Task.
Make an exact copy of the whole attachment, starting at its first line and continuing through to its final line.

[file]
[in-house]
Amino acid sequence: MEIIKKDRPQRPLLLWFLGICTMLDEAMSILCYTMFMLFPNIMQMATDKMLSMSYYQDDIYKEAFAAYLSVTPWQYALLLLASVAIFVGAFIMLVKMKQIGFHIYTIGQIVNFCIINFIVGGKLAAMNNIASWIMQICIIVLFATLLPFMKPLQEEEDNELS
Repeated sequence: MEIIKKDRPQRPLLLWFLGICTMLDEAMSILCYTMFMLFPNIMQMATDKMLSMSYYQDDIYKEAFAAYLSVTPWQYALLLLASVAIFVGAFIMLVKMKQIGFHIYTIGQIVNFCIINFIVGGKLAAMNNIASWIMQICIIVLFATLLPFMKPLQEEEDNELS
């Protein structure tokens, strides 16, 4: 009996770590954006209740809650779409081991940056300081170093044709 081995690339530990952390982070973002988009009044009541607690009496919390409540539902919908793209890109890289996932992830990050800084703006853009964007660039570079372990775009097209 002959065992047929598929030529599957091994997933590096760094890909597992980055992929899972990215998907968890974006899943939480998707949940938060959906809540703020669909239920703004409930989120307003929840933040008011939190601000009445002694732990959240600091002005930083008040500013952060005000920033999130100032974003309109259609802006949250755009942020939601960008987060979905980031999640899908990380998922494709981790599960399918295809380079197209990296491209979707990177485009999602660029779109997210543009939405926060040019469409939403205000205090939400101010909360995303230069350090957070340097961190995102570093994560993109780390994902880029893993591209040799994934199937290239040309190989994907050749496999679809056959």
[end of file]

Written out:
[in-house]
Amino acid sequence: MEIIKKDRPQRPLLLWFLGICTMLDEAMSILCYTMFMLFPNIMQMATDKMLSMSYYQDDIYKEAFAAYLSVTPWQYALLLLASVAIFVGAFIMLVKMKQIGFHIYTIGQIVNFCIINFIVGGKLAAMNNIASWIMQICIIVLFATLLPFMKPLQEEEDNELS
Repeated sequence: MEIIKKDRPQRPLLLWFLGICTMLDEAMSILCYTMFMLFPNIMQMATDKMLSMSYYQDDIYKEAFAAYLSVTPWQYALLLLASVAIFVGAFIMLVKMKQIGFHIYTIGQIVNFCIINFIVGGKLAAMNNIASWIMQICIIVLFATLLPFMKPLQEEEDNELS
């Protein structure tokens, strides 16, 4: 009996770590954006209740809650779409081991940056300081170093044709 081995690339530990952390982070973002988009009044009541607690009496919390409540539902919908793209890109890289996932992830990050800084703006853009964007660039570079372990775009097209 002959065992047929598929030529599957091994997933590096760094890909597992980055992929899972990215998907968890974006899943939480998707949940938060959906809540703020669909239920703004409930989120307003929840933040008011939190601000009445002694732990959240600091002005930083008040500013952060005000920033999130100032974003309109259609802006949250755009942020939601960008987060979905980031999640899908990380998922494709981790599960399918295809380079197209990296491209979707990177485009999602660029779109997210543009939405926060040019469409939403205000205090939400101010909360995303230069350090957070340097961190995102570093994560993109780390994902880029893993591209040799994934199937290239040309190989994907050749496999679809056959």